For his part Mayor Brain paid tribute to city staff for their efforts and noted how everyone had bought into the vision, and how collectively everyone was moving together in one direction.

He observed as to the tough times that the pandemic have provided for the community and how the public should be thankful for the leadership of staff and how they have helped the community move forward.

"Thank You and once again, I think we say this more often than not now, to our staff for doing such an awesome job with our finances, with all the projects that we're managing. For buying into the vision and all of us collectively moving in one direction together. And I think it's been a tough time through this pandemic but I know that without your guys' effort and backbone to keep things moving, this community should be very thankful for your guys' leadership" -- Mayor Lee Brain speaking to the work of City Staff 

As for any comments on the actual audited financial statement, the City Councillors had no questions to ask towards any of the elements from the financial review that Ms. Bomben had outlined during her three minute presentation.

They will have a second chance to seek further information next month when the CFO and City Manager deliver the city's Annual Report presentation, which will more than likely echo many of the themes offered up from her review of Monday.

For their contribution to the discussion on the night, the councillors did however join in with Mayor Brain to express their own appreciation  of the work of city staff.

For their part, Councillors Randhawa and Skelton-Morven and Niesh all concurred with the Mayor's sentiments.

Councillor Cunningham added that he believes everyone was quite happy with the way the city is running right now.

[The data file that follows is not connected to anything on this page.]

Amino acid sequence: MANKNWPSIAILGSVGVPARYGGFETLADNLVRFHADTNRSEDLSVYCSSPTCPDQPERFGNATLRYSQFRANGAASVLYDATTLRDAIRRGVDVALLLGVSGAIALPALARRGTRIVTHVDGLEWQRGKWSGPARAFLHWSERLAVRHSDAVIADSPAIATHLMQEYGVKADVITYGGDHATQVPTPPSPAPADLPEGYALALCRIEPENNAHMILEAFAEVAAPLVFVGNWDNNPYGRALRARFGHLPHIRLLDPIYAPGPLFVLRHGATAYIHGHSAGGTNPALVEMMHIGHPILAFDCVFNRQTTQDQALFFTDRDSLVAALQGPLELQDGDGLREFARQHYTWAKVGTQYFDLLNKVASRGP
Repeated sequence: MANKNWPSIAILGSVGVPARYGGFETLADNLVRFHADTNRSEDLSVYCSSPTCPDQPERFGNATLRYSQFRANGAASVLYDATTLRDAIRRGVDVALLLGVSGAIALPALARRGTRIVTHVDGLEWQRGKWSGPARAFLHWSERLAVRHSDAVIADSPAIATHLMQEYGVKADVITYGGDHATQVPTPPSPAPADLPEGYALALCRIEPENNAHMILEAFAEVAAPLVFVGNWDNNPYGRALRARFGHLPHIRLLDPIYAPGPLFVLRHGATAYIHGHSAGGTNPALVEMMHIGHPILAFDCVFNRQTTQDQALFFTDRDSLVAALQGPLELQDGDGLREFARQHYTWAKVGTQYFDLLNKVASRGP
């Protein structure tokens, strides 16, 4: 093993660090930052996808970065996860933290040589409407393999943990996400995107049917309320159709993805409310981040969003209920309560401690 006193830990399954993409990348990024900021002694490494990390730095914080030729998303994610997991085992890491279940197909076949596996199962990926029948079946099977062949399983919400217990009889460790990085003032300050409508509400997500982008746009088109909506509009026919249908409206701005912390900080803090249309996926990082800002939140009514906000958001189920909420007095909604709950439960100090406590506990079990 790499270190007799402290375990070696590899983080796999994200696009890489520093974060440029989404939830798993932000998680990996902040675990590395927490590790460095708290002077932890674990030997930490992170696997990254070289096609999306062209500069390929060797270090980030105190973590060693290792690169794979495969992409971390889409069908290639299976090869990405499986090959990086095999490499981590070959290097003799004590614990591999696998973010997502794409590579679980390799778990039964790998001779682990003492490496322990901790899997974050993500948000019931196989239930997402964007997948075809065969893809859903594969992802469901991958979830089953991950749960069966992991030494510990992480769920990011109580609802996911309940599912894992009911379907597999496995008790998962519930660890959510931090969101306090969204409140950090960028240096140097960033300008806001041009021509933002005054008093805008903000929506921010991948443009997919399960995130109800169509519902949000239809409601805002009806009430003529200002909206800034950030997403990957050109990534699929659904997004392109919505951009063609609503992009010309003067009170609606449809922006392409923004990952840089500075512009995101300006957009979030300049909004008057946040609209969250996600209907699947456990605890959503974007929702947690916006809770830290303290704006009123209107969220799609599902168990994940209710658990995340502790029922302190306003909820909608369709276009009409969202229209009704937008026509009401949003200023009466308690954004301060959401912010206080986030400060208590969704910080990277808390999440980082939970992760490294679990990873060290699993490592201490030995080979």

While Councillor Adey also expressed his happiness with the job that is being done and expressed his confidence in their ability to manage any challenges ahead.

Those with an interest in the Report from the Auditors can explore it's review from the Monday Agenda package here.

You can follow the discussion on the presentation from the City's Video Archive page, starting at the five minute mark.

For more notes related to the City's financial themes see our archive page here.

Further background on Monday's Council session can be found from our Council Timeline Feature, while a wider overview of Council discussion themes can be reviewed here.

1 comment:

  1. Had a look at the financials. Spotted the Legacy Fund had spent $40,515 on travel in 2019. Went back check 2018 $67,814 was spent in travel, to put into perspective I think our paving budget for 2018 was around $400,000. So, we spent very close to 17% of the city’s paving budget on travel’ Something is out of whack.
    Who is doing this traveling? The Legacy Fund has consultants that usually book and bill their travel with the consultant invoice. How many employees does the Legacy Fund have?
    Is city administration traveling on Legacy Fund account? Somehow this seems wrong. Travel with the city has to be reported and expenses made public. Why would the travel expenses in the Legacy Fund not contain the same information?

    Here is something council should question. Better yet the mayor explain!